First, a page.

TOP LAVER NIGHT MATCH: 2nd Rd. - Laura Robson/GBR d. #8 Petra Kvitova/CZE 2-6/6-3/11-9
FIRST VICTORY: #2 Maria Sharapova/RUS (def. O.Puchkova/RUS)
FIRST SEED OUT: #32 Mona Barthel/GER (lost to K.Pervak/KAZ in 1st Rd.)
UPSET QUEENS: Russia
REVELATION LADIES: United States
NATION OF POOR SOULS: Australia (1-6 in 1st Rd.; 1-7 overall)
LAST QUALIFIERS STANDING: Lesia Tsurenko/UKR & Valeria Savinykh/RUS (3rd Rd.)
LAST WILD CARD STANDING: Madison Keys/USA (3rd Rd.)
LAST AUSSIE STANDING: #9 Samantha Stosur (2nd Rd.)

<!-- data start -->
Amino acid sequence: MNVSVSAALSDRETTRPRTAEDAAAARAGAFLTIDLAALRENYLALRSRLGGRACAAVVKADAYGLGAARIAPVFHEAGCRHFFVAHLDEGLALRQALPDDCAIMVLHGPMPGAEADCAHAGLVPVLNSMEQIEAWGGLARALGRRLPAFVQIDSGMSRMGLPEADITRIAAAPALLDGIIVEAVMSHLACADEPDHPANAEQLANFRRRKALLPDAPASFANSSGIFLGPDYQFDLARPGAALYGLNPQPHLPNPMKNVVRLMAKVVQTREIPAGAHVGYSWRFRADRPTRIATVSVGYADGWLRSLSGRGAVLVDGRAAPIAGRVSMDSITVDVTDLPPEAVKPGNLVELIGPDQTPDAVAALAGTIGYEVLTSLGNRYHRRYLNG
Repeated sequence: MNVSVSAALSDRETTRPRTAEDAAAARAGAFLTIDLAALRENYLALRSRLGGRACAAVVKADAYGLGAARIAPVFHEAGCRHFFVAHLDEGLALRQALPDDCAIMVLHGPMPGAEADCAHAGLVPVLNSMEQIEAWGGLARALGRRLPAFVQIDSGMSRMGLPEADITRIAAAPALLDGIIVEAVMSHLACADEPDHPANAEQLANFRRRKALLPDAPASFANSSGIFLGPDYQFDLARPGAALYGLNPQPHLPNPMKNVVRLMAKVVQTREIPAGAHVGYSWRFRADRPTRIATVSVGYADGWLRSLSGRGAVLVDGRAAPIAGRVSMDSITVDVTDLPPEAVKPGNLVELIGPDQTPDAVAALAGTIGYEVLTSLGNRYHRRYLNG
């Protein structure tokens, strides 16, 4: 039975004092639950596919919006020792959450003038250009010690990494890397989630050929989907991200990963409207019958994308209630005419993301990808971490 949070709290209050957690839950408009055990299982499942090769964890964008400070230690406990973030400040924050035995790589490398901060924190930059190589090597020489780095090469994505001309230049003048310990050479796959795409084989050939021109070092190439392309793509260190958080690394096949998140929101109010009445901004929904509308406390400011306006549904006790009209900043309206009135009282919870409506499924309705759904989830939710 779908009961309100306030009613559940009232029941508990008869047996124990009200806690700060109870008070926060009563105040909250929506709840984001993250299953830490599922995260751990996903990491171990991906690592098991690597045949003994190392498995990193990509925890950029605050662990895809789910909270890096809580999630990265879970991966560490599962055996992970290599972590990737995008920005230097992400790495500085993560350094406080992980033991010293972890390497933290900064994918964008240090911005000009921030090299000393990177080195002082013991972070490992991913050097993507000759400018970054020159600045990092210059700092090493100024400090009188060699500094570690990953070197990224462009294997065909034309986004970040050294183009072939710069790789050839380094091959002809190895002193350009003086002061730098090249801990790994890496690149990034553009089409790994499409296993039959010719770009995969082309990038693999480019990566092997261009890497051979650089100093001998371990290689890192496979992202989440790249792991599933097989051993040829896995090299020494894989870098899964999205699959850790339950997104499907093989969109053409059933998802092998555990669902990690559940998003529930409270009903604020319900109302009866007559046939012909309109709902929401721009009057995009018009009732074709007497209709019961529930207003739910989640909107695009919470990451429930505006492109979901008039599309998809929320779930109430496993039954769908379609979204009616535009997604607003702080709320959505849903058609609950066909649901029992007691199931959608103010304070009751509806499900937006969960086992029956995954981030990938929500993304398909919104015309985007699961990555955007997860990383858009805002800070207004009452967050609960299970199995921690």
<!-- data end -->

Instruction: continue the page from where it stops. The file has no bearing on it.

Ms. OPPORTUNITY: #29 Sloane Stephens/USA
IT (Fortysomething): Kimiko Date-Krumm/JPN (at 42, oldest AO MD match winner)
COMEBACK PLAYER: Svetlana Kuznetsova/RUS
CRASH & BURN: #9 Samantha Stosur/AUS (lost to J.Zheng in 2nd Round; led 5-2 in 3rd and served for match at 5-2 and 5-4)
ZOMBIE QUEEN: #10 Caroline Wozniacki/DEN (down 3-0 in the 3rd set vs. Lisicki in 1st Rd.; had lost back-to-back 1st Rd. slam matches)
LADY OF THE EVENING: Laura Robson/GBR (def. Kvitova in 2nd Rd.; third win over former slam winner at last two slams)
DOUBLES STAR: Nominees: Errani/Vinci, J.Gajdosova
JUNIOR BREAKOUT: Ana Konjuh/CRO
All for Day 13. More tomorrow.